Having the electronics gremlins squared away, I could finally tackle the Isotherm fridge that finally showed up. The wiring was already run. The cabinet was built based on the dimensions listed. So, it should just be an almost plug and play install. In typical fashion, the fridge was able to slide right in; however, there wasn't enough room to factor in the trim piece. The trim piece can't be ignored. It helps secure the refrigerator door latch and has the mounting points to keep the fridge from sliding around. I'd have to make a few modifications to the cabinet, add a new piece of plywood, and use a little finesse to get our fridge installed properly. We finally got our permanently mounted 12v fridge/freezer.
Now, what about the actual reliability of the Ram 2500?
Next up was a visit to Honest Automotive in Sparks, NV to see my friend, Brian. Brian and I go way back. We've worked together for years and I know his work ethic, as well as his forthcoming nature. He'll tell you exactly what needs to be done, and even what you can put off until you can afford to address it better later. There really is something to his shop's name.
He was able to look over the truck and give us a thorough run down. The hydroboost on the power steering needed immediate attention. Some of the other steering components also needed attention. He would eventually repair the broken rear window, the headlights, the widshield washer ports, and give the vehicle a thorough inspection, including all of the fluids. Once we left there, we could feel a major difference in the truck's reliability.
Things were slowly coming together. We were gradually moving forward and getting closer to having some fun and memorable adventures. Unfortunately, Summer was now coming to a close. We'd get one more adventure coming up during the Thanksgiving Break, while camping in our friend's backyard. Well, in typical fashion, it's definitely another adventure to remember.
Sierra Snow In October, Fun In The Sun In November
Winter started off looking like it would come in early and strong. But, after some good snowfall and rains in October, November was unseasonably warm and dry. So, when Thanksgiving rolled around, we got excited to bust out the camper in our friend's backyard. We loaded up our green bean casserole, packed a few bevos, threw our bags in the back, loaded up the family, and headed down for a fun Friendsgiving.
Once there, I pulled in the backyard and let everyone else head off while I popped the top and tidied up our already made bed. Upon opening, I saw a glimmer of daylight on the front, driver's side corner. There had been a couple holes from the self-tapping screws and even the hinge mechanism, but this was much bigger. When I put my knee down on the bed to secure the hinge, I felt the squish. Our bed was soaked. Our pillows were wet. The comforter and wool blanket weren't damp. They were wet!!! I lifted up the mattress and saw mold and mildew all across our bed's plywood subfloor. Nooooooooooooooooooooooooooo!!!!!!!!!!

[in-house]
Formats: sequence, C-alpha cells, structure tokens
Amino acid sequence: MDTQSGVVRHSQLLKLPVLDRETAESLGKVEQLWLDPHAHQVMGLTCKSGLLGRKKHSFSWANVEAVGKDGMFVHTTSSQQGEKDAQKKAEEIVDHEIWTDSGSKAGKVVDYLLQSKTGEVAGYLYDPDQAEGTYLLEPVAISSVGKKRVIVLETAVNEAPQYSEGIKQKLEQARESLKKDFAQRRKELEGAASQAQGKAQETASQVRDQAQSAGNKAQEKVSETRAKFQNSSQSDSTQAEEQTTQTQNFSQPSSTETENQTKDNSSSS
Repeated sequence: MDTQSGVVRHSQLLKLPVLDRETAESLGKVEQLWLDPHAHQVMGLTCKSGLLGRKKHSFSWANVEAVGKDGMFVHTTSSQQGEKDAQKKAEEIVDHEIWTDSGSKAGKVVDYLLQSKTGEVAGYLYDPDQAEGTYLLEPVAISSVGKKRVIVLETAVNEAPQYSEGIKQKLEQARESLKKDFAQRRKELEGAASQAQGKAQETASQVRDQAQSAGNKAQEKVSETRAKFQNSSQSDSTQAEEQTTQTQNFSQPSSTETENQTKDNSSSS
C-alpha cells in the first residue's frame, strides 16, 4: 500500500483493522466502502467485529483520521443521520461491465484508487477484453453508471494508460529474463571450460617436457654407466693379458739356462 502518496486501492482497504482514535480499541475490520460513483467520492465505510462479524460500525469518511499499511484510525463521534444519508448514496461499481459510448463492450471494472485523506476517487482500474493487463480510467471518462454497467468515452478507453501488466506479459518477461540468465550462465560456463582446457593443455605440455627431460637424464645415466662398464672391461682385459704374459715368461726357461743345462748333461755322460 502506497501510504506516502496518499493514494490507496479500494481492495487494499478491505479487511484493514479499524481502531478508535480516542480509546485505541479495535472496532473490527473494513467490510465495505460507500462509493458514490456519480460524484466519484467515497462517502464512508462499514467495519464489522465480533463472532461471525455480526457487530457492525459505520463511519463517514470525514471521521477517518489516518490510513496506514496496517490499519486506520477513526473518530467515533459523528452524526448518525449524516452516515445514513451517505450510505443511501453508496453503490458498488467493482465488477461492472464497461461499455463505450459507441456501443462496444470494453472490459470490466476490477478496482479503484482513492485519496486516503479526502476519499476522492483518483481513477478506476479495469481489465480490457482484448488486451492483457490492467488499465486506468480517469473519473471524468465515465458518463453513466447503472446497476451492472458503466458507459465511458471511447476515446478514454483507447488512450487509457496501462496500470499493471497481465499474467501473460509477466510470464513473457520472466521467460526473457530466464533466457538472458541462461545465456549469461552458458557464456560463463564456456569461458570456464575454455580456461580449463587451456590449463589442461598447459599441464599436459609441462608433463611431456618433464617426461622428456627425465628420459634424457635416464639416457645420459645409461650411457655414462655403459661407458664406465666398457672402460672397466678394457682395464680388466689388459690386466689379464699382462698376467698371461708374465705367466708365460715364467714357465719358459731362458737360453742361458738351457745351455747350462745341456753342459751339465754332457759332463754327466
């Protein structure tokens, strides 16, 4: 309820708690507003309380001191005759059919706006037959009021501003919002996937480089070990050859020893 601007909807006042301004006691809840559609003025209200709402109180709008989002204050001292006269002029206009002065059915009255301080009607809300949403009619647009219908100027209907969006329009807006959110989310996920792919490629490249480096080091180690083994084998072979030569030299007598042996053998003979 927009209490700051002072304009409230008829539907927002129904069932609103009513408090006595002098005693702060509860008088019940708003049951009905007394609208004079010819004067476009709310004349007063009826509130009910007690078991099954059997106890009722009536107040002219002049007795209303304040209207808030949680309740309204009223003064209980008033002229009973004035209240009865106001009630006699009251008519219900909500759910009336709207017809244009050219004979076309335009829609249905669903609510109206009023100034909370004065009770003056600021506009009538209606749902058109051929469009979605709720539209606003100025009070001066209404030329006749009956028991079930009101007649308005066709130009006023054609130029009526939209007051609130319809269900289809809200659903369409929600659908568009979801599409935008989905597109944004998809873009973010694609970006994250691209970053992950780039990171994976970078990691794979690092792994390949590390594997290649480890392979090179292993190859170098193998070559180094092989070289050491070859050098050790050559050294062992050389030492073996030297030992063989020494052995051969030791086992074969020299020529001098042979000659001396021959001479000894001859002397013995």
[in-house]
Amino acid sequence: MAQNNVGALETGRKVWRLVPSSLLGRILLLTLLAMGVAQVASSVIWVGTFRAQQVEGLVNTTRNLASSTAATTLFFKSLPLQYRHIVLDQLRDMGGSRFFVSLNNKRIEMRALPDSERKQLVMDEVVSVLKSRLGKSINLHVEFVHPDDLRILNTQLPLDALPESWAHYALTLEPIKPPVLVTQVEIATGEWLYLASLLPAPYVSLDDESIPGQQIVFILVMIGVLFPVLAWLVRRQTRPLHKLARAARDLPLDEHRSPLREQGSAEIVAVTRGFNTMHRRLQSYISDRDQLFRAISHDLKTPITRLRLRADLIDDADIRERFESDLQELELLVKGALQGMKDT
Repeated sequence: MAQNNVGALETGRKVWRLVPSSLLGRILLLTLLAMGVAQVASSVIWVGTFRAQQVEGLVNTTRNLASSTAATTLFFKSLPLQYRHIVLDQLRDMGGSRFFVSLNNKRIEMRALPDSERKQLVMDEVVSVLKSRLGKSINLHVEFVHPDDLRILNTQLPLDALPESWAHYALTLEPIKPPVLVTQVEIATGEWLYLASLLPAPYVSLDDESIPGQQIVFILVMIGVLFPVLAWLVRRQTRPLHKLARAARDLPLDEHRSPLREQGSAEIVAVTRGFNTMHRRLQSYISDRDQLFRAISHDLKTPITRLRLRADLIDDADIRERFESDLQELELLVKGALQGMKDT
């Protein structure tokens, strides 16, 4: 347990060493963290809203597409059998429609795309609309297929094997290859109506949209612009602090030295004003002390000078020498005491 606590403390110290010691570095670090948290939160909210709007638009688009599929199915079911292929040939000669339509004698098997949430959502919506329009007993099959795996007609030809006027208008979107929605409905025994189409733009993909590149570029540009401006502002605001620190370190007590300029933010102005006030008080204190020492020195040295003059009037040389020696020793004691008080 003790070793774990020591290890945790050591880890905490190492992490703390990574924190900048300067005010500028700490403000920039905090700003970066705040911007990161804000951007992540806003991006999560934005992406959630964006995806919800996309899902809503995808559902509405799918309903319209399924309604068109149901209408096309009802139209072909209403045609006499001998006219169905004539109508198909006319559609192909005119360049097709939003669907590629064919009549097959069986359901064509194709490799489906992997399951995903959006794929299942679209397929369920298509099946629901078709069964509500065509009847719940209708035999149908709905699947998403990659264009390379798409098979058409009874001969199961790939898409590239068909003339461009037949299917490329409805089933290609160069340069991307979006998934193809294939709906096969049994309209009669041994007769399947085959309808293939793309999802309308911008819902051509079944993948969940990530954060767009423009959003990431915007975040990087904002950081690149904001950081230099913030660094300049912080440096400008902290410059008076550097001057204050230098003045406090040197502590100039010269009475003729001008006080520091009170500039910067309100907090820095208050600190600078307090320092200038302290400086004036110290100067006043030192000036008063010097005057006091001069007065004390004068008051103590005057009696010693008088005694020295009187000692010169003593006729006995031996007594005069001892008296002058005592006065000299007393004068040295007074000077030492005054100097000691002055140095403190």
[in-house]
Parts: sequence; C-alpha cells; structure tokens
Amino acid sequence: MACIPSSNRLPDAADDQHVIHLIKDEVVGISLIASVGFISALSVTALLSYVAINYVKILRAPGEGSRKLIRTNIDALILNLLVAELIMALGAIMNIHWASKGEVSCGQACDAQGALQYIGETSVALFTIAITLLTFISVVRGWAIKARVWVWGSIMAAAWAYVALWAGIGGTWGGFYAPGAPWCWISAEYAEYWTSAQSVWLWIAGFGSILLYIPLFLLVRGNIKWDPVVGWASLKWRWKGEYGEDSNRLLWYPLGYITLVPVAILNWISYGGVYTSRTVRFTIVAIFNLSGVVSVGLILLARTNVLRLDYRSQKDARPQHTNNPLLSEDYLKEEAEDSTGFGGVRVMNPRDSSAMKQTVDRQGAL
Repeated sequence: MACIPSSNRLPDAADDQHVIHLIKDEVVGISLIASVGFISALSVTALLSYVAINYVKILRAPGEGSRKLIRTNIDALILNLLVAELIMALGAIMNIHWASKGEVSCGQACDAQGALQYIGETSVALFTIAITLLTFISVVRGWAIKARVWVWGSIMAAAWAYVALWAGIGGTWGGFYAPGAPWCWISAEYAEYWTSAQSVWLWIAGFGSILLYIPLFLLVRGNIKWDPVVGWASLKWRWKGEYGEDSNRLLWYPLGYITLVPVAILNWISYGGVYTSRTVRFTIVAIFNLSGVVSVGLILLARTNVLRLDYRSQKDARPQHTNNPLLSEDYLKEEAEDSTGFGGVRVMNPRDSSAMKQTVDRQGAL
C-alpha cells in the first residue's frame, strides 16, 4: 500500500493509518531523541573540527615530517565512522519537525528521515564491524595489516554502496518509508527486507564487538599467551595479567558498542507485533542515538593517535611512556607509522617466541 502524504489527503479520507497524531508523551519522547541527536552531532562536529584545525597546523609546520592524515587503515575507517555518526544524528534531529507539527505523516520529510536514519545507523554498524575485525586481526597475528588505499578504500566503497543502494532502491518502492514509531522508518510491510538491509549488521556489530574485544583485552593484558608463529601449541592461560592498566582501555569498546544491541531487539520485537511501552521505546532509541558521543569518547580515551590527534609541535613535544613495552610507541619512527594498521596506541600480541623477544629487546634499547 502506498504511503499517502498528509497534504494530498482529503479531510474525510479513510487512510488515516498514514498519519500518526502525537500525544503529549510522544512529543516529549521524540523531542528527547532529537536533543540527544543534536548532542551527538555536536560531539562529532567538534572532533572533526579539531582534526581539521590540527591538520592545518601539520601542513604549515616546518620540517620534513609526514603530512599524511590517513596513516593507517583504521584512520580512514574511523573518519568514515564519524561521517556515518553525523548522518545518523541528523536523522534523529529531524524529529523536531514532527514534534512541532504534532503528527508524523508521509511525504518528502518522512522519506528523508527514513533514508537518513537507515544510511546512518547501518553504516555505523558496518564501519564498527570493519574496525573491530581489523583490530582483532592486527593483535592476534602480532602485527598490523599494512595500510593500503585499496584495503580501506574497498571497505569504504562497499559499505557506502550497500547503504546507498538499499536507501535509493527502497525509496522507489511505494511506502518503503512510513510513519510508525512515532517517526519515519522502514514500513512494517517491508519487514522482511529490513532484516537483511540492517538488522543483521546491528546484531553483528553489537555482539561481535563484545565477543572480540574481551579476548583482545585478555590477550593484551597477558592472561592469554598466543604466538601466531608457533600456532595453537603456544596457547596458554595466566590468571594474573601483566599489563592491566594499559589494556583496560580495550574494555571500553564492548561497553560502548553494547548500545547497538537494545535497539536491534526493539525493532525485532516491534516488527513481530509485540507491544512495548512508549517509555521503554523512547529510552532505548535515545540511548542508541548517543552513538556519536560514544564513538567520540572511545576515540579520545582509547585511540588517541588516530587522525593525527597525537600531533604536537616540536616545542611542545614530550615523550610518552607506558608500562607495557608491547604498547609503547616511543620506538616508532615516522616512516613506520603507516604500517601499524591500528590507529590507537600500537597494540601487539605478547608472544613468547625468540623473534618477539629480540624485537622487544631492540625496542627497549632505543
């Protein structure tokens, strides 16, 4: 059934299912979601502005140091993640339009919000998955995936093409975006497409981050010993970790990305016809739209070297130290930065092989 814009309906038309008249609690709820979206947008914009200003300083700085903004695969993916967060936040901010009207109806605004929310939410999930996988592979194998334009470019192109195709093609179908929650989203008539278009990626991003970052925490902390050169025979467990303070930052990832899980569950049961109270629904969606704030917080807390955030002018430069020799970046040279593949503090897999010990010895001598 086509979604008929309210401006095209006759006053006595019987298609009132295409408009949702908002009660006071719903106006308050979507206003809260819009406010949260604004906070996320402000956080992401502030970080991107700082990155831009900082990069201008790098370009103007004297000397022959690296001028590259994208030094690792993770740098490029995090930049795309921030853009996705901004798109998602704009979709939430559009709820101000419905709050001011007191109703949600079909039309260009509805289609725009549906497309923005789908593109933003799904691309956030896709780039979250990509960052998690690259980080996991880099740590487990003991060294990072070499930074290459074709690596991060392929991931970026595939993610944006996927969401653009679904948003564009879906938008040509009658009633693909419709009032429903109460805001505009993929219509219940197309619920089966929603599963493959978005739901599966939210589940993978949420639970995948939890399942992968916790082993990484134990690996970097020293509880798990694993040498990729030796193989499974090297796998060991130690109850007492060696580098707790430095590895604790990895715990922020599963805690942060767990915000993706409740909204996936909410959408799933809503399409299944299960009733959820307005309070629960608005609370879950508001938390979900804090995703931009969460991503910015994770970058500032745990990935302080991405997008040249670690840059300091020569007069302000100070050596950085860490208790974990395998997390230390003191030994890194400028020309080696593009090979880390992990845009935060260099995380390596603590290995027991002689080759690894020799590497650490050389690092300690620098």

My fun Friendsgiving immediately changed to containment and cleanup. I opened up all the windows. I stripped the bedding. I put what was salvageable in our friend's washing machine. And, I pulled the mattress and other items out to dry. We were lucky that we were at a friend's house. Imagine if we had a trip planned with the kiddos to some boondocking spot. We'd be left without any dry bedding or a way to properly clean and sanitize. We'd have been stuck and forced to endure the effects of the mold and mildew.
I was able to accomplish quite a bit over the next few hours. I ran over to WalMart to load up on mold/mildew abatement supplies. I fired up the diesel heater (which was now somehow missing it's exhaust pipe). And, I also busted out our ceramic space heater. Lots of ventilation. Lots of warm, dry, air. And, lots of steps with cleaning, and cleaning, and cleaning. I earned my Thanksgiving dinner!!!
Onward And Upward - Keep Moving Forward
Keep moving forward has been our mantra, since we first thought about upgrading our rig. We'd had some ups and downs with the Tacoma and the Habitat. But, the Ram/Bison seemed to hit harder from the get go. It's been a year that we'd sometimes wish to forget. But, we're also one step closer to having everything just the way we want. Whoever said that would be easy?
Every vehicle has it's pros and cons. There's fuel economy, power, computer issues, cheap parts, and more. No camper is completely designed for every adventure. There are always compromises. What we're trying to do is to minimize our risks to maximize our rewards. That's the main reason that we sought out a shell camper.
We NEED a reliable shelter, free from leaks. We NEED a vehicle that won't leave us stranded in a Sierra snowstorm. We NEED room for five, plus our dog. As with most things in life, it's a balance of needs versus wants.